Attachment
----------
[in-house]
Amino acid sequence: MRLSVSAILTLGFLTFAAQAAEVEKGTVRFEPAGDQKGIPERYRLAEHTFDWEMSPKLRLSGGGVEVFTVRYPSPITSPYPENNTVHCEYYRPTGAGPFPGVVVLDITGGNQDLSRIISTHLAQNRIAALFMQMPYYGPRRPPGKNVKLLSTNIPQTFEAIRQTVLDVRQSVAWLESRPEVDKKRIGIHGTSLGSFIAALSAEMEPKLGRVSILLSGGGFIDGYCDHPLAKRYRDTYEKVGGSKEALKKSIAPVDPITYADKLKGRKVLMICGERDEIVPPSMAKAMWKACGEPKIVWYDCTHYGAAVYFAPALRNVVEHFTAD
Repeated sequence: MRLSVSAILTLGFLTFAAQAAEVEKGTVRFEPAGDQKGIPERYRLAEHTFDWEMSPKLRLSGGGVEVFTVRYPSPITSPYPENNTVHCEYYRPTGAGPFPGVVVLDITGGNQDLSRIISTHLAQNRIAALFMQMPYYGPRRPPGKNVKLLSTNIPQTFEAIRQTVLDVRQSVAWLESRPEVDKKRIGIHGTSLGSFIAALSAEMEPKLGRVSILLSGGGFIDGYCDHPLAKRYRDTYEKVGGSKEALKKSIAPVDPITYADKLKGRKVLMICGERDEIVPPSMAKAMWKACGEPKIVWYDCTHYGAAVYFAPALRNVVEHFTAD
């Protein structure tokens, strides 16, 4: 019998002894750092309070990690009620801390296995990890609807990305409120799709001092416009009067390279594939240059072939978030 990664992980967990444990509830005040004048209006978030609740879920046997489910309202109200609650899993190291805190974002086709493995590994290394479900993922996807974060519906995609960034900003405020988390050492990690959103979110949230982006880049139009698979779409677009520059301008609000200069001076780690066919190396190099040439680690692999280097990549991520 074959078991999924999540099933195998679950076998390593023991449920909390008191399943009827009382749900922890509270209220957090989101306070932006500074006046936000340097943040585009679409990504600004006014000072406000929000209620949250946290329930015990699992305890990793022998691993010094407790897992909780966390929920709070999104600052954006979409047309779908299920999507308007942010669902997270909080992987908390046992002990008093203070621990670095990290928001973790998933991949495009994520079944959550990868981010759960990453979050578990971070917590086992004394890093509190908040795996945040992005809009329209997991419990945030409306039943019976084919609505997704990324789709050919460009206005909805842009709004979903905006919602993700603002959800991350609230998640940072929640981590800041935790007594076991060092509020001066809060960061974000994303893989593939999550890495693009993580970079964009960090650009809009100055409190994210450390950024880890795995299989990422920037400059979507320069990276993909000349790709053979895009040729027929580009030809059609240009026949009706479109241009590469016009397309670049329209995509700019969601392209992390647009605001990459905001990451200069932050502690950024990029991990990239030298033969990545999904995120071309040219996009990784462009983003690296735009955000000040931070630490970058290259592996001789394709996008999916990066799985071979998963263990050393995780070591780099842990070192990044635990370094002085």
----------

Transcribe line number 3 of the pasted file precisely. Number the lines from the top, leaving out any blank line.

Repeated sequence: MRLSVSAILTLGFLTFAAQAAEVEKGTVRFEPAGDQKGIPERYRLAEHTFDWEMSPKLRLSGGGVEVFTVRYPSPITSPYPENNTVHCEYYRPTGAGPFPGVVVLDITGGNQDLSRIISTHLAQNRIAALFMQMPYYGPRRPPGKNVKLLSTNIPQTFEAIRQTVLDVRQSVAWLESRPEVDKKRIGIHGTSLGSFIAALSAEMEPKLGRVSILLSGGGFIDGYCDHPLAKRYRDTYEKVGGSKEALKKSIAPVDPITYADKLKGRKVLMICGERDEIVPPSMAKAMWKACGEPKIVWYDCTHYGAAVYFAPALRNVVEHFTAD